4 Reasons for Regular Team Meetings

Here are 4 reasons I believe regular volunteer meetings are a must. Not every meeting needs to encompass all 4 purposes (although they might), but when we gather together, we want to do so with intentionality.
  1. Community. What’s going on in our personal lives? How can we be supporting and praying for one another? We want our team to be more than just a group of people coming together to accomplish tasks. We want to foster authentic relationships so that we can work together as friends.
  2. Coaching. What can we learn to make us better youth workers? What are our students facing that we need to be better equipped to deal with? How can we grow personally to be more effective instruments in God’s hands?
  3. Celebration. What’s been happening? How have we seen God moving in our ministry? What are the recent “wins” we’ve experienced? This is a time to hear stories from the trenches.
  4. Communication. What’s coming up? What do we want to see? Where are we going? How are we going to get there? What needs to be clarified? This is a time for brainstorming, calendaring, planning, asking questions, etc.

101 Conversation Starters for Families

Nothing fosters family connection like when the power goes out. All of a sudden you find yourself camping in your home. Lanterns and flash lights come out along with board games and cards. Another thing I love pulling out at times like these are discussion-starter books.

Thanks to Hurricane Sandy, we were without power for fourteen days and I was able to put to good use 101 Conversation Starters for Families by Gary Chapman and Ramon Presson. As we went through the questions – some funny, some absurd, some serious – we really had did get a glimpse into one another’s lives. We had many moments of laughter and even many moments of authentic sharing and tears. Having just been through a major life-transition, there were many feelings and thoughts that the book drew out of us that otherwise could have remained buried. The opportunity grow in our ability to share openly and honestly, as well as the chance to grow as listeners was a healthy exercise that strengthened our familial bond.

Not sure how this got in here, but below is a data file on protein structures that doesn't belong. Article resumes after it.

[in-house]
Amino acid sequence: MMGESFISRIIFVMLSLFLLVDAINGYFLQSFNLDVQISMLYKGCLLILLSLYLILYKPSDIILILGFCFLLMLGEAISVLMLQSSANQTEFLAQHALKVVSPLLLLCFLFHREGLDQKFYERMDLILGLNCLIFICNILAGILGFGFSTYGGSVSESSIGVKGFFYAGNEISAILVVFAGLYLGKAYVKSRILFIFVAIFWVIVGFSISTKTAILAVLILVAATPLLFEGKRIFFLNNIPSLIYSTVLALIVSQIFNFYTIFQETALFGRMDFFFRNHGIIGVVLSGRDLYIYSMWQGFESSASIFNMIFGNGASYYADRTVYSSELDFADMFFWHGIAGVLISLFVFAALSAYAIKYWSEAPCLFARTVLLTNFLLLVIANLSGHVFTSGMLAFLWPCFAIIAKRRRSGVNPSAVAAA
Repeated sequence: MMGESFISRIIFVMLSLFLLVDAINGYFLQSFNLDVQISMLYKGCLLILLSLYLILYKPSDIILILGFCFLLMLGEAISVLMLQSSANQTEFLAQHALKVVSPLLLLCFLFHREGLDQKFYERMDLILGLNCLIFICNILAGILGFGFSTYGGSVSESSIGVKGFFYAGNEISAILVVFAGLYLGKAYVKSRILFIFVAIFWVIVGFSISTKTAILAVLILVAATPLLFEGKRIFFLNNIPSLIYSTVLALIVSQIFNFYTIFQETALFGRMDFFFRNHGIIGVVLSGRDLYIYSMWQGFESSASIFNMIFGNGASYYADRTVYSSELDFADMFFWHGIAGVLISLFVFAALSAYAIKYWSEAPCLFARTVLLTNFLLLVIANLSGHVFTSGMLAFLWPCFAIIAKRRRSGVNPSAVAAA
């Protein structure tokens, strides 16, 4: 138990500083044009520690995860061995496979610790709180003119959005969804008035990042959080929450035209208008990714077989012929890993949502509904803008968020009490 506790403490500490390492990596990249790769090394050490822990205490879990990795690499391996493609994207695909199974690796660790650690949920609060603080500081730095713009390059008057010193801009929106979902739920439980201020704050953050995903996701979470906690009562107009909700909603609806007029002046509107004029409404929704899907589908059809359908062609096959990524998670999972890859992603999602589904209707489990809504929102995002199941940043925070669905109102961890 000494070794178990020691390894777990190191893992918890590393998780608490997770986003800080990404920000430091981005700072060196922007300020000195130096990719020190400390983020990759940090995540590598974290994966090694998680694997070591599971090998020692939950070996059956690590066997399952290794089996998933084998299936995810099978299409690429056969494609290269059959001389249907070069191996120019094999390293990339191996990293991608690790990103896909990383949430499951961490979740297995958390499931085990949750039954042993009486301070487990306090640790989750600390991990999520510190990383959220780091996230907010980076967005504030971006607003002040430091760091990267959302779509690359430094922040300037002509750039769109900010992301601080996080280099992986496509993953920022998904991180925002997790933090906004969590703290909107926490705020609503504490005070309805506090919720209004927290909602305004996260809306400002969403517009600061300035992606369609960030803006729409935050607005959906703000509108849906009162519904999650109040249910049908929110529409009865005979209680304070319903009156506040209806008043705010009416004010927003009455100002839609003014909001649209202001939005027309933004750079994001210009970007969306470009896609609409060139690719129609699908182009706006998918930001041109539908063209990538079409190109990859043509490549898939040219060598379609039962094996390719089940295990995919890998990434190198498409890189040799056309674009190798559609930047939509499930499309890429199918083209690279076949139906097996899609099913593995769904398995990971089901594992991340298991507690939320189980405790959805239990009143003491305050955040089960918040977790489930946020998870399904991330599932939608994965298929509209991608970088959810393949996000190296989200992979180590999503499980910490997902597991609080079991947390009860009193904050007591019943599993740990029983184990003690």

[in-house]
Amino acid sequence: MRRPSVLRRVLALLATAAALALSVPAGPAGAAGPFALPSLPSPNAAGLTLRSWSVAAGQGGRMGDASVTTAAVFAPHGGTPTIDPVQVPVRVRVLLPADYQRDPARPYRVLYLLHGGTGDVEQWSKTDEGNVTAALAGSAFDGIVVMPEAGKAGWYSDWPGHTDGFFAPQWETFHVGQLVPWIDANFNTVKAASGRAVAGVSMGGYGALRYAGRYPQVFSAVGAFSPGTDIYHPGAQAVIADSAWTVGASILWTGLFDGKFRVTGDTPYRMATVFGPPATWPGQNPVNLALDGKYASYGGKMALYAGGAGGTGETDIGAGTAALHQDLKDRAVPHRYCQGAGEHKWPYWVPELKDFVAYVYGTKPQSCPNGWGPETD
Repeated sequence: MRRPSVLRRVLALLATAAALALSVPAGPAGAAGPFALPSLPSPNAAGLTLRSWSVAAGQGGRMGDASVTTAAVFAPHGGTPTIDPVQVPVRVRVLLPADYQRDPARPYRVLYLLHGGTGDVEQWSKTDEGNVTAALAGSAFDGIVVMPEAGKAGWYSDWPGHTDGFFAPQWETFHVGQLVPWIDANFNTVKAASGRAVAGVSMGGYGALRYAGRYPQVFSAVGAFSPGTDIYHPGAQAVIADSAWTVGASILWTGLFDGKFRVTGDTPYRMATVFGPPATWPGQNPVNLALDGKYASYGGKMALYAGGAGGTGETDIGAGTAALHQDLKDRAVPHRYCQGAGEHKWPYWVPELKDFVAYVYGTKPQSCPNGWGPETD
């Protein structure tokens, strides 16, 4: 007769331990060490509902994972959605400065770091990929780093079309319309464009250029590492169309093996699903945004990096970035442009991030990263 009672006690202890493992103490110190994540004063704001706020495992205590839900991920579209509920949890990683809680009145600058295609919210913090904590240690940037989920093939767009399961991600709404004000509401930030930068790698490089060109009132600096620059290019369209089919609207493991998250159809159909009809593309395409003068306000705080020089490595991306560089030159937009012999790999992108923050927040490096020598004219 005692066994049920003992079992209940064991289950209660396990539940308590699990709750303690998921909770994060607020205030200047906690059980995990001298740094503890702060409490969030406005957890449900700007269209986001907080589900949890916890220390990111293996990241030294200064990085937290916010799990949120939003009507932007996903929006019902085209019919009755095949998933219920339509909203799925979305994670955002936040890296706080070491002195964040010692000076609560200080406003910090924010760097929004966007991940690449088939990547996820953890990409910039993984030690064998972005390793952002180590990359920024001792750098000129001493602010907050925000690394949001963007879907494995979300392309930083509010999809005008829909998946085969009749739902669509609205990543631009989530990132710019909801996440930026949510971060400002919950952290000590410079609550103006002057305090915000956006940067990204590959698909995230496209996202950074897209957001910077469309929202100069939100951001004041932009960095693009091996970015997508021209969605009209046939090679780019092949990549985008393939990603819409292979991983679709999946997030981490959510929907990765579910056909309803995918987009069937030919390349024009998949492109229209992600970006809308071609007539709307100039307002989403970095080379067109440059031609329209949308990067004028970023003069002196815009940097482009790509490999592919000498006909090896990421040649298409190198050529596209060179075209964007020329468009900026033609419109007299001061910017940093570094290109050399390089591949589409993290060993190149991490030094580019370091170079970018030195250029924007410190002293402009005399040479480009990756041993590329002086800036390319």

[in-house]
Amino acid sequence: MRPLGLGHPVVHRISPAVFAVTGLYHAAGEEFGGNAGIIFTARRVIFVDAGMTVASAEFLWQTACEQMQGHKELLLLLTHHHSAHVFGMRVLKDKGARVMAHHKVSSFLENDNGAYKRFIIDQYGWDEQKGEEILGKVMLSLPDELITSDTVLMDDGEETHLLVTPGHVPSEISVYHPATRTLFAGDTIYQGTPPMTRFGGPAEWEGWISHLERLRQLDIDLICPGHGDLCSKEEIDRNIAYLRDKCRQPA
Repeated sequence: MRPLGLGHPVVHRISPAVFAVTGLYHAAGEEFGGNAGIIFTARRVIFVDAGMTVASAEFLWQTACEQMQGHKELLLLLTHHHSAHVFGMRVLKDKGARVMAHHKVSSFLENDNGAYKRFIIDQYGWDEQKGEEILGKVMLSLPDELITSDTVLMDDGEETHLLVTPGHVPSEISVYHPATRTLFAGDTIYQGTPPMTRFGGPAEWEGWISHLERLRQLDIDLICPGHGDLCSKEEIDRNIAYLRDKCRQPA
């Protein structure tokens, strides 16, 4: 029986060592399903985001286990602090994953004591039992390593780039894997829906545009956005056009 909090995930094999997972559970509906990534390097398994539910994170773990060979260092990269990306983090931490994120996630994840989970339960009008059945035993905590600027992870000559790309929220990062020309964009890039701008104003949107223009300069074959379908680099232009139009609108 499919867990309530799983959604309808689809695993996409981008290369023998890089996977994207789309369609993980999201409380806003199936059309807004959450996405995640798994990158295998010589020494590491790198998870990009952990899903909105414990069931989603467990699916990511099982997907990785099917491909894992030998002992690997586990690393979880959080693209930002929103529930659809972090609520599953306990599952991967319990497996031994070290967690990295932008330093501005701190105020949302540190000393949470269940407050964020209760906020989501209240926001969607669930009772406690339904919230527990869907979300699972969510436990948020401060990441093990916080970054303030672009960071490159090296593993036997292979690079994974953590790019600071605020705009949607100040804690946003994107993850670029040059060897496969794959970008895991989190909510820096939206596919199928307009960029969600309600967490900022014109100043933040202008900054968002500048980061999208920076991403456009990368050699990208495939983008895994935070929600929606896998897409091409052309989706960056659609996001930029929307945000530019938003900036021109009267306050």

I would recommend that every family pick up a copy of this book to put on their coffee table. Even after your family has gone through it once it can be utilized again. Over time answers to the same questions will change. You can also use it for conversations with friends when they come over.

I received a copy of this book from the publisher for the purpose of this review.

You might also like to pick up a copy of my book What Would You Do? 500 Questions to Get Teens Talking. Click here to order a signed copy directly from me for just $7 (includes shipping and handling).

A Simple Way To Help Students Affected by Hurricane Sandy

I’ve been sharing different ways we’ve been trying to help those affected by Hurricane Sandy here on Long Island. I shared about my friend Brian who was working for Young Life in Long Beach. He along with many of the students he worked with lost virtually everything.

I asked Brian what we could do to help. I was expecting him to say they needed people to come down and help cleanup or bring food. While those things certainly need to be done, his answer was, “Can you just have your students write letters of hope and encouragement to our students?” So many of his students were displaced (one had to leave and go all the way to Texas to live with relatives) and they also lost their meeting spaces as they often met in homes of students.

Last Sunday night we took some time out of our regular service to have the kids all write notes to their peers. We collected them and I just put them in the mail for Brian to hand out to his students. As I looked through the letters our students wrote, I was so touched by their care and compassion. I pray the students who receive them will be as well.

If you work with students and would like to have your students write letters, you can send them to me and I will send them on to Brian. Here are a few guidelines as well as my address to send them to:

  • Have boys write to boys and girls write to girls. We had our kids address their notes “Hey Dude” or “Hey Guy” or “Hey Girlfriend” or “Dear Girl” … something generic so we could differentiate.
  • Invite them to be creative but sensitive. If kids are artistic, invite them to draw or paint pictures.
  • Ask students not to use their last names or give personal information.
  • Read through the letters before sending them to ensure that no one wrote anything insensitive, inappropriate, too personal, etc.
  • Separate the letters into letters for boys and letters for girls.
  • Mail to: Shelter Rock Church Attn: Kevin Mahaffy – 626 Plandome Rd., Manhasset, NY 11576